In Entitlement Spending: Our Coming Fiscal Tsunami, author David Koitz Warns of Our Nation’s Impending Fiscal Crisis

Hoover Institution  Press Release 

Stanford—Hoover Institution Press today released Entitlement Spending: Our Coming Fiscal Tsunami, by David Koitz. Although the nation’s largest entitlement programs—Medicare, Medicaid, and Social Security—are perceived as pillars of our governmental safety net, Koitz argues that those programs are actually the largest drivers of a severe and impending fiscal crisis. Koitz reminds readers that our national debt is at its highest level in sixty years and over the next decade alone, we could add nearly $13 trillion to it if we don’t change course.  He explains we can no longer ignore the issue or set it aside. In the interest of our nation’s economic stability and well-being, he argues, policy makers must put forth a clear and comprehensive plan to trim the growth of those three programs.

The book offers two principal policy paths: one, that our increasing longevity during the past seventy-five years should be recognized by raising the age at which we become eligible for Medicare and Social Security benefits; two, that spiraling health care costs will only be tamed by more out-of-pocket spending by health care consumers.  Medicare and Medicaid need to lead by example through measures that limit spending increases, impose higher deductibles and copays, and allow market forces to play a role by giving recipients the opportunity to use their Medicare dollars to buy their own health insurance.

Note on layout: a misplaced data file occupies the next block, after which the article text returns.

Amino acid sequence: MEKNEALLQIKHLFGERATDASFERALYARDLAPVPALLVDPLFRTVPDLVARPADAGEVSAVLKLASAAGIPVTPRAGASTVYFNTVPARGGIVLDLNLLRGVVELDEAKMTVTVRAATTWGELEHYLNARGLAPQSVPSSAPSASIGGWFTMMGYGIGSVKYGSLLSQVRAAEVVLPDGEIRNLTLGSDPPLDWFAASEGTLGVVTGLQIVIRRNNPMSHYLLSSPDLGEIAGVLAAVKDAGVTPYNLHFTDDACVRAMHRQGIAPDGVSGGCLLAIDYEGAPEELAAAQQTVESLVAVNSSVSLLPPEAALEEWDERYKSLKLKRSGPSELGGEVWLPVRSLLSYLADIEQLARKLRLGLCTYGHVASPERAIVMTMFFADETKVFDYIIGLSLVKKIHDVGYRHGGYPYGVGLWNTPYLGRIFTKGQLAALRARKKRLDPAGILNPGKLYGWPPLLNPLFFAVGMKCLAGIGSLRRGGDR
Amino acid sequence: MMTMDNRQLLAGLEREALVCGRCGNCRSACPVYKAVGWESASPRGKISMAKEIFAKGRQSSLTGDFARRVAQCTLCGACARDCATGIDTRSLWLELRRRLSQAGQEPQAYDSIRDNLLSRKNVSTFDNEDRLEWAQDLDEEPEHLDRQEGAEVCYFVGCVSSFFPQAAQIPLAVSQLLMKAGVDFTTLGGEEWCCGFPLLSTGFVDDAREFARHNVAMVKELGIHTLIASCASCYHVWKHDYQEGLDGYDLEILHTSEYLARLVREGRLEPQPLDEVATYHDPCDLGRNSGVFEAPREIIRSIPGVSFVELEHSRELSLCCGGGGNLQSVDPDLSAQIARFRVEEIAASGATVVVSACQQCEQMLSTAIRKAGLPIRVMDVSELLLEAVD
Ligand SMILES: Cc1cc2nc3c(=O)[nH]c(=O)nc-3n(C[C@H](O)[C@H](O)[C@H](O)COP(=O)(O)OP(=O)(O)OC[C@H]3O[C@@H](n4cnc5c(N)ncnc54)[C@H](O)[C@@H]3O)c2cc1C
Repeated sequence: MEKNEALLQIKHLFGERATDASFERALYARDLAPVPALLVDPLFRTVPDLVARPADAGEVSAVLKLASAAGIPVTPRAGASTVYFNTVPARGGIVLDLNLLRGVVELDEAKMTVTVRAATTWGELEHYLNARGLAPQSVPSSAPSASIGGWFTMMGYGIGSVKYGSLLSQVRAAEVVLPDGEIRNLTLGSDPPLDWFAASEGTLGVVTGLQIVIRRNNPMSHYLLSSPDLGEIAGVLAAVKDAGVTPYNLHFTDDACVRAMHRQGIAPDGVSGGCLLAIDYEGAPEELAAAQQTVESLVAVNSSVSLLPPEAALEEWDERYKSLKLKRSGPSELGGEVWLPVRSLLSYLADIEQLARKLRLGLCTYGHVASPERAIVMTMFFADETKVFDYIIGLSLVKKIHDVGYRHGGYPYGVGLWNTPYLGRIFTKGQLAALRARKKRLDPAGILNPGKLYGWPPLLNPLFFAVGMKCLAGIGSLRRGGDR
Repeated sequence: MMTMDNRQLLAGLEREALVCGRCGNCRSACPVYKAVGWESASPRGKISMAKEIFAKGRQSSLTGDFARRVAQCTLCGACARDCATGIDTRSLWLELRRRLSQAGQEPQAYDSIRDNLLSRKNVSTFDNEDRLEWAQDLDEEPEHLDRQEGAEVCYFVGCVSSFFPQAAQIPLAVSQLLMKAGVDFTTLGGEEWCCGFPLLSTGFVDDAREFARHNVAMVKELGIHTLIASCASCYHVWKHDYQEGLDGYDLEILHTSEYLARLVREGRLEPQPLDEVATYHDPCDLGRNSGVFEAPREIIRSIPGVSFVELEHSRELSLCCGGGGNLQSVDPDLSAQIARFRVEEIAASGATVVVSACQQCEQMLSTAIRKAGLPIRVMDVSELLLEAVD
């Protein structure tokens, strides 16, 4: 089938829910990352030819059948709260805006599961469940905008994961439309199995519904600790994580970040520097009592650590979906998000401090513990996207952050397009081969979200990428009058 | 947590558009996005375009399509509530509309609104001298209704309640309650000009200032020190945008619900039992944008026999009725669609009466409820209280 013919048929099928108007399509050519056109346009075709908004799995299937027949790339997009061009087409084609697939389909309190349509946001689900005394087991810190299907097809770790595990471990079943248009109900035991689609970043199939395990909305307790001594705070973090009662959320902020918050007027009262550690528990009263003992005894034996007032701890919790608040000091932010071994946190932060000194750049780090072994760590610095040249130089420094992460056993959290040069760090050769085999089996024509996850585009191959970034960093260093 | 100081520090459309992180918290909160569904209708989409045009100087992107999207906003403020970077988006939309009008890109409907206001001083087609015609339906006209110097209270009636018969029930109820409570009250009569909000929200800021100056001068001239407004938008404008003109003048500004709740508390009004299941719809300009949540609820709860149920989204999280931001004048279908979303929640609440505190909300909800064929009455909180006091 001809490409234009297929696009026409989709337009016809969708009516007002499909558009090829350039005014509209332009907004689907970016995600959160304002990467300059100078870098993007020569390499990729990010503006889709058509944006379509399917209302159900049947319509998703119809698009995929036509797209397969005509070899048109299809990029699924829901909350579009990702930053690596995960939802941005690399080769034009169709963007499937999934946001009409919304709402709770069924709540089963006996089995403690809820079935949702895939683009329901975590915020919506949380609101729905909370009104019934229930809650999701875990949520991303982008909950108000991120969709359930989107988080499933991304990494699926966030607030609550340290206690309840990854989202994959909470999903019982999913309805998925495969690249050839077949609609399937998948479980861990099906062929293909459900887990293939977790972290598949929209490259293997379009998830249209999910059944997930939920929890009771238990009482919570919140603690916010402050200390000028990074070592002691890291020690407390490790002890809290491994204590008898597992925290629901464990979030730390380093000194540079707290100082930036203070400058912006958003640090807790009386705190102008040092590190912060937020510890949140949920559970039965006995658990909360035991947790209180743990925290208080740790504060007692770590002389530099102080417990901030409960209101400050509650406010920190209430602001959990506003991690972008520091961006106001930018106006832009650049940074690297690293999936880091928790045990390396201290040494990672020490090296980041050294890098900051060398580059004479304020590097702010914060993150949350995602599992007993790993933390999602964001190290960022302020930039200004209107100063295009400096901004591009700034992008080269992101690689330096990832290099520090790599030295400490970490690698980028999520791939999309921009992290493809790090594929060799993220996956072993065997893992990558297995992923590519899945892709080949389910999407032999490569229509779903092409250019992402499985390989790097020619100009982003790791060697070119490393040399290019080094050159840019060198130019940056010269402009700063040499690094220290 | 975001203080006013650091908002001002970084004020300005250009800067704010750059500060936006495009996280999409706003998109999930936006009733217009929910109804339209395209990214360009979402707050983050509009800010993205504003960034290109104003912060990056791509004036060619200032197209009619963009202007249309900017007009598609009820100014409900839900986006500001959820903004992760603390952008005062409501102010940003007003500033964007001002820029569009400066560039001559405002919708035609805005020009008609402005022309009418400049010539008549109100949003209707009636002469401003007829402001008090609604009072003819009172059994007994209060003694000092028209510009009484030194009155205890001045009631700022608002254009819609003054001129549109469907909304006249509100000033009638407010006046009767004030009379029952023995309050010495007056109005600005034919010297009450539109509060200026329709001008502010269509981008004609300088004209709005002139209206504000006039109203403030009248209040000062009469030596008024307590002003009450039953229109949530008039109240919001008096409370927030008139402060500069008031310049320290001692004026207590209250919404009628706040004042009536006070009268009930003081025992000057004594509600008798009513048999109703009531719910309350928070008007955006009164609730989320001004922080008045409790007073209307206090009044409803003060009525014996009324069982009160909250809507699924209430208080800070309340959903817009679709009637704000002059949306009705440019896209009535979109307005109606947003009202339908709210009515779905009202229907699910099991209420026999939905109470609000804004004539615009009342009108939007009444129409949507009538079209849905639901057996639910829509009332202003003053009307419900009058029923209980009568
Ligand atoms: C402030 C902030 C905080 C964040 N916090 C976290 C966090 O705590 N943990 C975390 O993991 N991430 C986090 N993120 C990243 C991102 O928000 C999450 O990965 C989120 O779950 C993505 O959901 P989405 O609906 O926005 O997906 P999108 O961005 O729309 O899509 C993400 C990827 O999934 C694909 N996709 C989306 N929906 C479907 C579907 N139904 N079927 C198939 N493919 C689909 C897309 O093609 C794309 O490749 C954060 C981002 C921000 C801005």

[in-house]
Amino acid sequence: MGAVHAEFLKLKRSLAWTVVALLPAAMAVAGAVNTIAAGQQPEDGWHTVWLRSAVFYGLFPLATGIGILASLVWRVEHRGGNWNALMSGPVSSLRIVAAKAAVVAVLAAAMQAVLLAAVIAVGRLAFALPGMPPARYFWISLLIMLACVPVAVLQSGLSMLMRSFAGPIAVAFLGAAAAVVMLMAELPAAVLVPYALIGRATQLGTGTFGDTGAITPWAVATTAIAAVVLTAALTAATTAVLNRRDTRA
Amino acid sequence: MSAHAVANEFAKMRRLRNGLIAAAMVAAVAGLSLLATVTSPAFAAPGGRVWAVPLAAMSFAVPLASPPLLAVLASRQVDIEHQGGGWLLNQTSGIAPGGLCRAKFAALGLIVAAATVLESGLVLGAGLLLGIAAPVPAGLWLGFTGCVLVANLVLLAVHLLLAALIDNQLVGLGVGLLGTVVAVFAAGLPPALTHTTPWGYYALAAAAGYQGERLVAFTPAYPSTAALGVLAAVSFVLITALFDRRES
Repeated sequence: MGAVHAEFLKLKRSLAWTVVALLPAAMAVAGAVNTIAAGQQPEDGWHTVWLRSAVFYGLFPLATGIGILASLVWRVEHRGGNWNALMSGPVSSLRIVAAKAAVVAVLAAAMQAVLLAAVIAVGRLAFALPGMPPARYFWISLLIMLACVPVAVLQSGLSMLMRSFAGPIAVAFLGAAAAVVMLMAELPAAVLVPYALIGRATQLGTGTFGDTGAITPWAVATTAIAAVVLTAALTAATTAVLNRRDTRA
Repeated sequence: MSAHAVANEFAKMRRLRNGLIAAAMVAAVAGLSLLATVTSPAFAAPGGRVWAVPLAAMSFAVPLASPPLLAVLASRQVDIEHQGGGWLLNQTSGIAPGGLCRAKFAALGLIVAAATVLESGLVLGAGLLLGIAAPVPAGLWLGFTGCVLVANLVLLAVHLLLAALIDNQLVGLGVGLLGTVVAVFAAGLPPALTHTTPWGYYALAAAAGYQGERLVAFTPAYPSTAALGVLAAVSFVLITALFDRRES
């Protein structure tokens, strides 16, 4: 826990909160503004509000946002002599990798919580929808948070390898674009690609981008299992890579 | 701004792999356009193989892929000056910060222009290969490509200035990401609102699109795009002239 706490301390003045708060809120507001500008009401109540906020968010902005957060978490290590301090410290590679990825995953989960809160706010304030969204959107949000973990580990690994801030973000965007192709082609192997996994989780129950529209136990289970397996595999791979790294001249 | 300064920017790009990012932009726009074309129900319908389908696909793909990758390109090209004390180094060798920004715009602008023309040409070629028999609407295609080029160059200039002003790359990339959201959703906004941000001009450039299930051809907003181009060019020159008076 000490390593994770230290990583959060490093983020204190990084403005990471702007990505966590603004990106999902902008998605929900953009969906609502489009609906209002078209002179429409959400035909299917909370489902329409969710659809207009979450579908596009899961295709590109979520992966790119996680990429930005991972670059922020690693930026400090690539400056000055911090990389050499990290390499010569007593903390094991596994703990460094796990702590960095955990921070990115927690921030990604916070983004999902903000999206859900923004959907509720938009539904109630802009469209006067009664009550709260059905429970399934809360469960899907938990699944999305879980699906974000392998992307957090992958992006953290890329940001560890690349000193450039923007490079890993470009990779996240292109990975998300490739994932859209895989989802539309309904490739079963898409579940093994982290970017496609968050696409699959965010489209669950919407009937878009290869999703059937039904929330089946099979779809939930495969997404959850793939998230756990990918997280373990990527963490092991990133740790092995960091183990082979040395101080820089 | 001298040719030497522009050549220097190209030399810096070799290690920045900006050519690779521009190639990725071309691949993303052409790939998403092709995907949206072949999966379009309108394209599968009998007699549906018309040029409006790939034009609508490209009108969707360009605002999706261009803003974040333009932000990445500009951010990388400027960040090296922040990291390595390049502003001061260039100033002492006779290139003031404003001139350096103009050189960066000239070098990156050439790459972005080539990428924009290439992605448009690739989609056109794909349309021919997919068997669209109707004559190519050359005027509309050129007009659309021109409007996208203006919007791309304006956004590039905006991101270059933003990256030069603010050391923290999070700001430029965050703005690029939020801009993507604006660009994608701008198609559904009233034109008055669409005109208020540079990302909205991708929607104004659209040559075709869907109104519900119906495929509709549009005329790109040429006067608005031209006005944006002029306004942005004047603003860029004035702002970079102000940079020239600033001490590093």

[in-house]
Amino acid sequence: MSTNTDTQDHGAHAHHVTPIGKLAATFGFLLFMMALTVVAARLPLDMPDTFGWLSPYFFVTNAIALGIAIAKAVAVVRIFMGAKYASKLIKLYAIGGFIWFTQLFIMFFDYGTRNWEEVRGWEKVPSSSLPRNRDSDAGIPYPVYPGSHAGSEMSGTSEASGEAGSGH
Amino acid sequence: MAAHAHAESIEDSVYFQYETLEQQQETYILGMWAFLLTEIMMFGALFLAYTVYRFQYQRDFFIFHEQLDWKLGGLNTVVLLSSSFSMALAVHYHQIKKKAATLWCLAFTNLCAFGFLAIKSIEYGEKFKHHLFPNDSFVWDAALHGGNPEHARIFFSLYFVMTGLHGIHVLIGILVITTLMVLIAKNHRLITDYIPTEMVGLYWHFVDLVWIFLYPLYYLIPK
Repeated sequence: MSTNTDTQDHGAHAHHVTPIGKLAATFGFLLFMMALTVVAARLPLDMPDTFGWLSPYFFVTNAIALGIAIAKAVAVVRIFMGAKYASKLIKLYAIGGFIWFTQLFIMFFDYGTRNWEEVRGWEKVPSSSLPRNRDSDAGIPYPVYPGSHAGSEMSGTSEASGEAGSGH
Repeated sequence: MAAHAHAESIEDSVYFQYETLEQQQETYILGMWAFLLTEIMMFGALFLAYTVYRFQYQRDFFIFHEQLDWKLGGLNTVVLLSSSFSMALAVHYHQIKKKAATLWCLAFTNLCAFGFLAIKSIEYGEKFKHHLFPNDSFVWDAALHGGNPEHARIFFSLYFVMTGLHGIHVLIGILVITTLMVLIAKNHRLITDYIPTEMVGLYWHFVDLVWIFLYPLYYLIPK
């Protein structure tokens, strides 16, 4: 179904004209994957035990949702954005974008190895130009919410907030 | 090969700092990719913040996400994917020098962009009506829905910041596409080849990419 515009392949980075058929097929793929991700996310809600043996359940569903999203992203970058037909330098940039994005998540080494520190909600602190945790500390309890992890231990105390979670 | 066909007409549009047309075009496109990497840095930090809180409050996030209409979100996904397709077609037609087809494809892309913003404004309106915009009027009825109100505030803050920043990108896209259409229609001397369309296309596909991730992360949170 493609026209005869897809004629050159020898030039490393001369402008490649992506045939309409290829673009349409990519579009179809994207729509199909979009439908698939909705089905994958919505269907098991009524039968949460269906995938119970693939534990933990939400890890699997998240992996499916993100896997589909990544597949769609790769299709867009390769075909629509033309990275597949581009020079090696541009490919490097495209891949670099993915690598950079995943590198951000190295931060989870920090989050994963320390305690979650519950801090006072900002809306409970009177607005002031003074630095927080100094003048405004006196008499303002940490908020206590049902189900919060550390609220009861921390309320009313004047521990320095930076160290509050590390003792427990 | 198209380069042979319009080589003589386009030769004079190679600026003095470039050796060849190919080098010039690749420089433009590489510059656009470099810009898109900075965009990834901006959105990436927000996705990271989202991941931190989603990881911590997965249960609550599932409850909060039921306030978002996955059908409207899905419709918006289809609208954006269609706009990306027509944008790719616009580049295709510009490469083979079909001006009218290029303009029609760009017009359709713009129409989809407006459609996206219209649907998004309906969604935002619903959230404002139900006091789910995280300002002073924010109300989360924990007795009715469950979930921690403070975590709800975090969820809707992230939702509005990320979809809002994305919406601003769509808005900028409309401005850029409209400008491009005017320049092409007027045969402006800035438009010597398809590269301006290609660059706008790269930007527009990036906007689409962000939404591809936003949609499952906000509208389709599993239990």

The problem with our entitlement programs, Koitz contends, is not that they are failing us but rather that they are driving up our Treasury’s debt at a rate faster than we can possibly accommodate, particularly as more baby boomers reach retirement age. Thus, our economy’s ability to grow, our national security, and our standard of living are threatened. Although we have the world’s largest economy, we are accountable for one-fourth of the debt issued by all governments worldwide.  It may seem inconceivable, Koitz argues, but someday the world may not want to lend us more money.  If the economy slips because of the weight of our debt, the dollar’s dominance could too. He emphasizes that the United States desperately needs policy makers who are willing to address the risk of a full-blown debt calamity by reining in spending and modifying expectations of future Medicare, Medicaid, and Social Security recipients.  The problem, he argues, is too immense and too imminent to “kick the can down the road again. It’s our problem in our time and it would be unconscionable to pass it along to future generations.”

Our emerging dilemma—how will we climb a mountain of entitlement debt?